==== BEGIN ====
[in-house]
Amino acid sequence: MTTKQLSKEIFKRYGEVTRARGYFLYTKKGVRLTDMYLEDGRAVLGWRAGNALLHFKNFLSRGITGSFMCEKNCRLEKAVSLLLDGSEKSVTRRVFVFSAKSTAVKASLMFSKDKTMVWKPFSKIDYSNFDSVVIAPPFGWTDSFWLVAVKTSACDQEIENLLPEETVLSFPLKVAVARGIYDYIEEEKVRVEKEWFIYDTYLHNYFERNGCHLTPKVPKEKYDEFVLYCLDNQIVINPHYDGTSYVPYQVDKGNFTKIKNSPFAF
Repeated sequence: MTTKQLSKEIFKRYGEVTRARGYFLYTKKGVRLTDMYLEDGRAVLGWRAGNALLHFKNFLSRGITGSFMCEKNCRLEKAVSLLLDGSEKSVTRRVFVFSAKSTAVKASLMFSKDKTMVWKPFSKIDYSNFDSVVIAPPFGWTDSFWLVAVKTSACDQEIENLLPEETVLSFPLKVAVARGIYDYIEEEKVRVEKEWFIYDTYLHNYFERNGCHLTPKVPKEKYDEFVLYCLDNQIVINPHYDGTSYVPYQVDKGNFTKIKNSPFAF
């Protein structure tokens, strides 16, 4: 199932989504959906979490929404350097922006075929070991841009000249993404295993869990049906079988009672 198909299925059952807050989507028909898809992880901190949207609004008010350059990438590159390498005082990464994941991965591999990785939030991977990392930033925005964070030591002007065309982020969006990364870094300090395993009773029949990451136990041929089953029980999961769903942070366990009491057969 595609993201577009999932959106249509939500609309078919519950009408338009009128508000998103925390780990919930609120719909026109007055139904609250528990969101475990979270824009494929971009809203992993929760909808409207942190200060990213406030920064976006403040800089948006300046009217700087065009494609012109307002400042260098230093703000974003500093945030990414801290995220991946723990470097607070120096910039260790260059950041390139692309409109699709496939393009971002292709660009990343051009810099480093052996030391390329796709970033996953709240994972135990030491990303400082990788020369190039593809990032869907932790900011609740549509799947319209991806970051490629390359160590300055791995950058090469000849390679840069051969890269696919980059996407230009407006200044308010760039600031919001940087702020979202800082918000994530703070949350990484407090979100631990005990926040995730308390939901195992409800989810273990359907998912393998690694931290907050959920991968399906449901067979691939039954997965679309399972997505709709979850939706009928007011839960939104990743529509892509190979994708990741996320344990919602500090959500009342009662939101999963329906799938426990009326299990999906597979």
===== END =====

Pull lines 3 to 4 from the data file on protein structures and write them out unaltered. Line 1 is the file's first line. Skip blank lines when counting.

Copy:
Repeated sequence: MTTKQLSKEIFKRYGEVTRARGYFLYTKKGVRLTDMYLEDGRAVLGWRAGNALLHFKNFLSRGITGSFMCEKNCRLEKAVSLLLDGSEKSVTRRVFVFSAKSTAVKASLMFSKDKTMVWKPFSKIDYSNFDSVVIAPPFGWTDSFWLVAVKTSACDQEIENLLPEETVLSFPLKVAVARGIYDYIEEEKVRVEKEWFIYDTYLHNYFERNGCHLTPKVPKEKYDEFVLYCLDNQIVINPHYDGTSYVPYQVDKGNFTKIKNSPFAF
């Protein structure tokens, strides 16, 4: 199932989504959906979490929404350097922006075929070991841009000249993404295993869990049906079988009672 198909299925059952807050989507028909898809992880901190949207609004008010350059990438590159390498005082990464994941991965591999990785939030991977990392930033925005964070030591002007065309982020969006990364870094300090395993009773029949990451136990041929089953029980999961769903942070366990009491057969 595609993201577009999932959106249509939500609309078919519950009408338009009128508000998103925390780990919930609120719909026109007055139904609250528990969101475990979270824009494929971009809203992993929760909808409207942190200060990213406030920064976006403040800089948006300046009217700087065009494609012109307002400042260098230093703000974003500093945030990414801290995220991946723990470097607070120096910039260790260059950041390139692309409109699709496939393009971002292709660009990343051009810099480093052996030391390329796709970033996953709240994972135990030491990303400082990788020369190039593809990032869907932790900011609740549509799947319209991806970051490629390359160590300055791995950058090469000849390679840069051969890269696919980059996407230009407006200044308010760039600031919001940087702020979202800082918000994530703070949350990484407090979100631990005990926040995730308390939901195992409800989810273990359907998912393998690694931290907050959920991968399906449901067979691939039954997965679309399972997505709709979850939706009928007011839960939104990743529509892509190979994708990741996320344990919602500090959500009342009662939101999963329906799938426990009326299990999906597979």